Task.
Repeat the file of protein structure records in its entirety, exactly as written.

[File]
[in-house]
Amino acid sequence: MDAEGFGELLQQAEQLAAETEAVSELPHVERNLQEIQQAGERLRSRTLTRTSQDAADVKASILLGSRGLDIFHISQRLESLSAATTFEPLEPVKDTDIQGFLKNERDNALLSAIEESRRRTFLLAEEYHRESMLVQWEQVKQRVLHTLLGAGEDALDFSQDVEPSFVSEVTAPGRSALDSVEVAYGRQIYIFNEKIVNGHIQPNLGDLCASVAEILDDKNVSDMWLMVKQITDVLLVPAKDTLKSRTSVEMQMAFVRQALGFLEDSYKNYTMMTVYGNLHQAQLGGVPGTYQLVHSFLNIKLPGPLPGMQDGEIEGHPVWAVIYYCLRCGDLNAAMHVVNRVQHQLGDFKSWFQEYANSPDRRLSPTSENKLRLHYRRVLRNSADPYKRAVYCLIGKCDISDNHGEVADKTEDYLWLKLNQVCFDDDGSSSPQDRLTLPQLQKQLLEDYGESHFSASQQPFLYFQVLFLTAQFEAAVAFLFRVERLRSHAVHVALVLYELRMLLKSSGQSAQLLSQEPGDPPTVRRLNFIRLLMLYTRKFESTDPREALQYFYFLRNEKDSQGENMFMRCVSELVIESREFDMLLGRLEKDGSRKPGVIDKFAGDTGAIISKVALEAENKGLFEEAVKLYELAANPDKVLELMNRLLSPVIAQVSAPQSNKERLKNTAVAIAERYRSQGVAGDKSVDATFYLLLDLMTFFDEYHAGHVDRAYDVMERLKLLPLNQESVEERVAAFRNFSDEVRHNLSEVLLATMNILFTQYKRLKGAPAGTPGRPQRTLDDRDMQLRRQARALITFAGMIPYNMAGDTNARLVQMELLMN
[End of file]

[in-house]
Amino acid sequence: MDAEGFGELLQQAEQLAAETEAVSELPHVERNLQEIQQAGERLRSRTLTRTSQDAADVKASILLGSRGLDIFHISQRLESLSAATTFEPLEPVKDTDIQGFLKNERDNALLSAIEESRRRTFLLAEEYHRESMLVQWEQVKQRVLHTLLGAGEDALDFSQDVEPSFVSEVTAPGRSALDSVEVAYGRQIYIFNEKIVNGHIQPNLGDLCASVAEILDDKNVSDMWLMVKQITDVLLVPAKDTLKSRTSVEMQMAFVRQALGFLEDSYKNYTMMTVYGNLHQAQLGGVPGTYQLVHSFLNIKLPGPLPGMQDGEIEGHPVWAVIYYCLRCGDLNAAMHVVNRVQHQLGDFKSWFQEYANSPDRRLSPTSENKLRLHYRRVLRNSADPYKRAVYCLIGKCDISDNHGEVADKTEDYLWLKLNQVCFDDDGSSSPQDRLTLPQLQKQLLEDYGESHFSASQQPFLYFQVLFLTAQFEAAVAFLFRVERLRSHAVHVALVLYELRMLLKSSGQSAQLLSQEPGDPPTVRRLNFIRLLMLYTRKFESTDPREALQYFYFLRNEKDSQGENMFMRCVSELVIESREFDMLLGRLEKDGSRKPGVIDKFAGDTGAIISKVALEAENKGLFEEAVKLYELAANPDKVLELMNRLLSPVIAQVSAPQSNKERLKNTAVAIAERYRSQGVAGDKSVDATFYLLLDLMTFFDEYHAGHVDRAYDVMERLKLLPLNQESVEERVAAFRNFSDEVRHNLSEVLLATMNILFTQYKRLKGAPAGTPGRPQRTLDDRDMQLRRQARALITFAGMIPYNMAGDTNARLVQMELLMN